Amy discovers that her family is the same as when she was a girl but also different. Her grandmother is older but still indomitable, refusing to let age & the relentless summer heat stop her going about her usual routines. However, Dewitt’s demands for money & Tom’s reliance on his grandmother or any other member of the family bailing him out of trouble, are taking their toll. Amy is drawn in to everyone’s problems from Tom’s dalliance with her parent’s maid, Lulu, to Mary’s whining about Henry’s bad luck in job hunting & her father’s worries about the business (Mary reminded me so much of Mary Musgrove in Persuasion). Amy sees them all with an outsider’s eye, all the time wrestling with her own problems, her fears that Geoffrey is having an affair or has left her altogether. She discovers a new respect & love for her parents who have a  beautifully supportive & loving relationship, the most satisfactory relationship in the novel. I love the scene when Amy & her mother talk about what’s important in life,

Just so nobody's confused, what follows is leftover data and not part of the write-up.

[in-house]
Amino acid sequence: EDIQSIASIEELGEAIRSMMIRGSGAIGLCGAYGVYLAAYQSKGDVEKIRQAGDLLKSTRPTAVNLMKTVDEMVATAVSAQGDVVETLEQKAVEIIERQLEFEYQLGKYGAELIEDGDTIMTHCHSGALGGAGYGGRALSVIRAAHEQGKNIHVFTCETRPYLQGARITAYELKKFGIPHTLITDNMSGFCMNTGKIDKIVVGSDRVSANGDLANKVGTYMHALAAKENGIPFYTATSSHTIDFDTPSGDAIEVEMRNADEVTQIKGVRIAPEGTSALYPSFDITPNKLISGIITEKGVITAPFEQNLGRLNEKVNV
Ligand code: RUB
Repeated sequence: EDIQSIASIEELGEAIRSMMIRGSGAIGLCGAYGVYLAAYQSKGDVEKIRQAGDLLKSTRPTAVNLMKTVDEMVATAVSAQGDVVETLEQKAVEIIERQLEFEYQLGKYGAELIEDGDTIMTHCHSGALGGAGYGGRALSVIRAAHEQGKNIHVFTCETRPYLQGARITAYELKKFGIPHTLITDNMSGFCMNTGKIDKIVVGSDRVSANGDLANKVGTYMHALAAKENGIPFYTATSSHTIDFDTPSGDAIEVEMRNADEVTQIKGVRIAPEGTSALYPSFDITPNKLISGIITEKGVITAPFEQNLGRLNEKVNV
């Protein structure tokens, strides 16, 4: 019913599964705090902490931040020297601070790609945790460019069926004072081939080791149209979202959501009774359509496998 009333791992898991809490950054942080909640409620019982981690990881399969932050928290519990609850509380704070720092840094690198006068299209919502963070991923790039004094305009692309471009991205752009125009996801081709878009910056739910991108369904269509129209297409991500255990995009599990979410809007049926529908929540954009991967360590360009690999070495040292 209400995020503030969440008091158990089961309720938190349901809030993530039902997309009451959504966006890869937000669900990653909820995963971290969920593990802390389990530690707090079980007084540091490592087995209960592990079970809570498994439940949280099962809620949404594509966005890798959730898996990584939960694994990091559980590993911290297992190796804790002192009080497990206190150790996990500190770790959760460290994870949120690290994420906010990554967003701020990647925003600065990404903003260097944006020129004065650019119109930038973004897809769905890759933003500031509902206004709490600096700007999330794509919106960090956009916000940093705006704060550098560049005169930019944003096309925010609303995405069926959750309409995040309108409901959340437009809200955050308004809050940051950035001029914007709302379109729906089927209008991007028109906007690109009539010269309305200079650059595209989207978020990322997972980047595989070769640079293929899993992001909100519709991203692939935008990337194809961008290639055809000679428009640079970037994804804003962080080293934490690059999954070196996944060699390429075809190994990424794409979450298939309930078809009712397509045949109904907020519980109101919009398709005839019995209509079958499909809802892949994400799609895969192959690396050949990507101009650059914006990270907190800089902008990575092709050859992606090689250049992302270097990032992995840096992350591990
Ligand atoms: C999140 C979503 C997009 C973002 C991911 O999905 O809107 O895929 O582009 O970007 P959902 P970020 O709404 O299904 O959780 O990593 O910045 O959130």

“What is important?” Amy kept her arm around her mother’s shoulders; in her mother’s tone, in the acceleration of her speech, she felt a desire to communicate fully and quickly, as a fending off of approaching departure.
“To me, now, just two things. Your values alter so, as you grow older. You let go of lots of things you struggle at first to get…. Well -” she sighed, and swung open a secret door – “one is acting so I don’t feel ashamed of myself, so I feel comfortable with myself. Sometimes I’m driven into saying or doing things I know I’m going to be ashamed of. The other – that’s people. Loving them. Loving them enough, now, so you feel alive. Not a general vague love for everybody. That’s nonsense. But for your special ones.” The color lay bright on her cheekbones, her eyebrows lifted into the little triangle of concentration above her delicate nose. “I can’t explain any better.”